Shelter organizer driven by homeless experience as youth
Mike Bambino remembers what it was like to be 13 and have nowhere to go.
“My dad was an alcoholic, my mom had died, our home life was a mess,” recalled Bambino, who owns Dare to Car-e Auto. “I wasn’t a bad kid. I’d just gotten to a place where the cold, dark street looked better than what I had at home.”
After several homeless weeks, some extended family members took him in, but that time without a home helped shape who he is and why he’s so driven to make The House a reality. A project of Karis Inc., The House will be a home and resource center for the estimated 100 teens who are homeless in the Grand Valley at any given time.
Organizers and volunteers will host the Colorama Bowling and Car Show from 10 a.m .to 2 p.m. Saturday at Freeway Bowl, 1900 Main Street in Grand Junction, to raise money for The House. There is a $20 entry fee. Bambino said the goal is to raise enough money Saturday so that The House can be ready for teens before the weather gets too cold.
By law, teens are not allowed to stay alone at local homeless shelters; they must be with other family members. However, Bambino said, many homeless teens are by themselves, and therefore have nowhere to go.
“I think there’s this idea that they’re a bunch of rebels, but the majority of them are just trying to escape abusive situations,” he explained.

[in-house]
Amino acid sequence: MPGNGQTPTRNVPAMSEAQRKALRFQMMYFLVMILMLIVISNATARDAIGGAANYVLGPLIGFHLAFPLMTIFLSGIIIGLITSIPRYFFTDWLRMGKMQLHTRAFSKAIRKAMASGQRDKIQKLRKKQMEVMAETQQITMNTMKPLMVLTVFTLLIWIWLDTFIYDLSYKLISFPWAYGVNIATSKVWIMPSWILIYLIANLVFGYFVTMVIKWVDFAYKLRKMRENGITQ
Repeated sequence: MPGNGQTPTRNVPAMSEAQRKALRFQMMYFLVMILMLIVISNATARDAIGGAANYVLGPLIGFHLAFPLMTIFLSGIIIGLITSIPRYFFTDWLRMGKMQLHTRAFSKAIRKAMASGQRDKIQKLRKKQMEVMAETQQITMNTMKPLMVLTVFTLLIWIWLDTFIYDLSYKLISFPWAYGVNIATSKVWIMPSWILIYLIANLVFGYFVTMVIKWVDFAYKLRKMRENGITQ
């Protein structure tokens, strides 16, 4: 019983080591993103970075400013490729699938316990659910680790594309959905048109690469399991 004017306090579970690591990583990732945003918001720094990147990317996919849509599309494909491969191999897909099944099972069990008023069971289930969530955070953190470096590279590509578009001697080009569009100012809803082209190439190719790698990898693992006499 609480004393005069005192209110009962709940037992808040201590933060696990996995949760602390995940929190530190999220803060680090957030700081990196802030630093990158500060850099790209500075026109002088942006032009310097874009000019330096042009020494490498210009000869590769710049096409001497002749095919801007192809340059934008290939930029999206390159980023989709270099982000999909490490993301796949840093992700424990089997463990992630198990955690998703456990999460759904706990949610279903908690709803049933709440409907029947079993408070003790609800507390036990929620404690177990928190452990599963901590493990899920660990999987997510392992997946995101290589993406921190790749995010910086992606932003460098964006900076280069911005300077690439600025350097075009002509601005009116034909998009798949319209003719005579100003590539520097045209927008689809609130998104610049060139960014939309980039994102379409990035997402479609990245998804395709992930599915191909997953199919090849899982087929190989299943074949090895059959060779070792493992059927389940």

The House not only will provide shelter, but will give teens access to community resources and counseling. John Mok-Lamme, Karis executive director, conceived it and, with other Karis board members, began reaching out to community members to help. Bambino said Mok-Lamme approached him “and I knew immediately what we could and had to do this,” Bambino said.
According to preliminary plans for The House, the total annual operational budget will be about $140,000 and between eight and 16 teens will be able to stay there at any one time. They would be able to stay for up to three weeks.
Bambino said organizers of The House are asking 1,000 community members to become homeless teen guardians, donating $100 per year to supporting The House. As soon as enough money is raised, the shelter could be ready within 69 days, according to Mok-Lamme.
“I’d like to say to Grand Junction, let’s get ‘er done Saturday,” Bambino said. “Let’s not go to bed at night in our comfortable beds knowing that there are teens out there who have nowhere to go.”
For more information about The House, go to http://www.thehousegj.org or call 234-1810.